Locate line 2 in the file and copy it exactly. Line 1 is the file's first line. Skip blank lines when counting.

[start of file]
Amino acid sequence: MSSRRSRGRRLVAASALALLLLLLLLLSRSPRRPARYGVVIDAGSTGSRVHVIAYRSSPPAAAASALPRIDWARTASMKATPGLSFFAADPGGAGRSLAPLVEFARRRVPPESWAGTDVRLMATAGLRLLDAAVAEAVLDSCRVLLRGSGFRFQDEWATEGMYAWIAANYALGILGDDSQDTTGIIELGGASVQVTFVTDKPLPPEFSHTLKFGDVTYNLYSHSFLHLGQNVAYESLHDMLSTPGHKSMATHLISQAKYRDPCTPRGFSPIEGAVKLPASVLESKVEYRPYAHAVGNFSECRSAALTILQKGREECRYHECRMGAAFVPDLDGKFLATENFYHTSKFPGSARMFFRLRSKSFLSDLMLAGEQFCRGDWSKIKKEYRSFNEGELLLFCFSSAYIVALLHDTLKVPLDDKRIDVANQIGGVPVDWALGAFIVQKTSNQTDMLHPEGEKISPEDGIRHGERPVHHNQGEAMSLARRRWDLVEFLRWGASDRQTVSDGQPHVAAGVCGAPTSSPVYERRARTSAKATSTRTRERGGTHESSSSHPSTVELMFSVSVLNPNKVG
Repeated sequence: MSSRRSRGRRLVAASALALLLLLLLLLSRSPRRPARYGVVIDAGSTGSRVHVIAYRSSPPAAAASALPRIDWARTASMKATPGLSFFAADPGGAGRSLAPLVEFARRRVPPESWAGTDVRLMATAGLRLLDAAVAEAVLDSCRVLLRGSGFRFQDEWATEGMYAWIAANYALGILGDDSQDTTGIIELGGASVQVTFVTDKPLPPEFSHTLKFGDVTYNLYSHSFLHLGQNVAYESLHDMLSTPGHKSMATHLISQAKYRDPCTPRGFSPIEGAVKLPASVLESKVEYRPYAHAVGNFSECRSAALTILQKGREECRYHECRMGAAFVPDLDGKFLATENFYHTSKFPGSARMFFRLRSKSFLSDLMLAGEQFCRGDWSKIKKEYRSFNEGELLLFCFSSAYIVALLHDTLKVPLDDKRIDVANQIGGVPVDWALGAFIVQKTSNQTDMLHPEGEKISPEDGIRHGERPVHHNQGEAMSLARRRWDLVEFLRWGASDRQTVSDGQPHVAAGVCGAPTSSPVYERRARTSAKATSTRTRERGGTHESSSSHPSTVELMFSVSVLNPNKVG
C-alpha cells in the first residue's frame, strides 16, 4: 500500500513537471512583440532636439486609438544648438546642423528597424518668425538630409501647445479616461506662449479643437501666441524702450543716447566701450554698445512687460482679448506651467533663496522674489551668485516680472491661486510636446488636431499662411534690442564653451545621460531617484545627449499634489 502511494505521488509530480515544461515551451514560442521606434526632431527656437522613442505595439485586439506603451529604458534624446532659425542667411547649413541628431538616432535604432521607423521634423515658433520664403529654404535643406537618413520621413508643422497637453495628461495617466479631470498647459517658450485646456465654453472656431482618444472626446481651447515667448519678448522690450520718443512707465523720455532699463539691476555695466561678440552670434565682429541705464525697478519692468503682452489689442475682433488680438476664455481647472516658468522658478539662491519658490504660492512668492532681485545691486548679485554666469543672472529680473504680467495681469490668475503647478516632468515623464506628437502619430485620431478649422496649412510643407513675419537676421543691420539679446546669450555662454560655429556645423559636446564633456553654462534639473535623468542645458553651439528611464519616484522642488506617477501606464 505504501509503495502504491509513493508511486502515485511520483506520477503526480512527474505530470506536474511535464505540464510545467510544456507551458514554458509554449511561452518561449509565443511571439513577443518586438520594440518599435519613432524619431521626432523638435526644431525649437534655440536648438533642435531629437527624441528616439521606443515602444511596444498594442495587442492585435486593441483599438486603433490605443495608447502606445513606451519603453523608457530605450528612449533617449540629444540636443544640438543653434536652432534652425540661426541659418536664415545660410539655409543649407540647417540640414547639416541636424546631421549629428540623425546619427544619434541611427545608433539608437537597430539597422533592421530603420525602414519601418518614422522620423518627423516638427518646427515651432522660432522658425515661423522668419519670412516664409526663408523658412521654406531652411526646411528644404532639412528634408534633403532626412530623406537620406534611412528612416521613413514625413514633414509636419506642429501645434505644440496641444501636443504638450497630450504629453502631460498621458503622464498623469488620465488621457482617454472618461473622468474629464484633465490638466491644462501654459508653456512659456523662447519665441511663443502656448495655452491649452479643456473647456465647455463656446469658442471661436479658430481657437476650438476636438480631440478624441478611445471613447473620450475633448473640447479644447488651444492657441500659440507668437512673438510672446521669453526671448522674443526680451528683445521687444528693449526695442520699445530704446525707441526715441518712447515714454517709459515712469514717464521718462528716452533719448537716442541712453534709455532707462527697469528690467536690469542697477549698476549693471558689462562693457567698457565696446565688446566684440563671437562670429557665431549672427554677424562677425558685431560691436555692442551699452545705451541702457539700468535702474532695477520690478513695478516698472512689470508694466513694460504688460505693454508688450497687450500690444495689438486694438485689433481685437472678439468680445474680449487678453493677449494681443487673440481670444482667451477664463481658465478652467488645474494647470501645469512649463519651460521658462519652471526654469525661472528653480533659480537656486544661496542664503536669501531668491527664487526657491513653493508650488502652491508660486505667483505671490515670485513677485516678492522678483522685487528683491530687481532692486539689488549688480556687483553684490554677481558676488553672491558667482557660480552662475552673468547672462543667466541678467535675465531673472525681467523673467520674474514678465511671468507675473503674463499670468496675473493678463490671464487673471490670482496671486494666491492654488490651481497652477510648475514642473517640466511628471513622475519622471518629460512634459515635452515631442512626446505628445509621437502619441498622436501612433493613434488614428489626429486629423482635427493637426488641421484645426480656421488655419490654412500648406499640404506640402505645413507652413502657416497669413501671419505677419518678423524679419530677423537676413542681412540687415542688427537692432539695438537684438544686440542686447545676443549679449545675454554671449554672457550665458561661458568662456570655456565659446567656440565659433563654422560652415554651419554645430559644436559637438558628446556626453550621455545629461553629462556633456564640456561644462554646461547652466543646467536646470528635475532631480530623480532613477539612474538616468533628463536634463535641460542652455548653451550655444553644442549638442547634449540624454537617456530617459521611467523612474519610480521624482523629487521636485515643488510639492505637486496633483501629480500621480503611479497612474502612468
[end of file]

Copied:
Repeated sequence: MSSRRSRGRRLVAASALALLLLLLLLLSRSPRRPARYGVVIDAGSTGSRVHVIAYRSSPPAAAASALPRIDWARTASMKATPGLSFFAADPGGAGRSLAPLVEFARRRVPPESWAGTDVRLMATAGLRLLDAAVAEAVLDSCRVLLRGSGFRFQDEWATEGMYAWIAANYALGILGDDSQDTTGIIELGGASVQVTFVTDKPLPPEFSHTLKFGDVTYNLYSHSFLHLGQNVAYESLHDMLSTPGHKSMATHLISQAKYRDPCTPRGFSPIEGAVKLPASVLESKVEYRPYAHAVGNFSECRSAALTILQKGREECRYHECRMGAAFVPDLDGKFLATENFYHTSKFPGSARMFFRLRSKSFLSDLMLAGEQFCRGDWSKIKKEYRSFNEGELLLFCFSSAYIVALLHDTLKVPLDDKRIDVANQIGGVPVDWALGAFIVQKTSNQTDMLHPEGEKISPEDGIRHGERPVHHNQGEAMSLARRRWDLVEFLRWGASDRQTVSDGQPHVAAGVCGAPTSSPVYERRARTSAKATSTRTRERGGTHESSSSHPSTVELMFSVSVLNPNKVG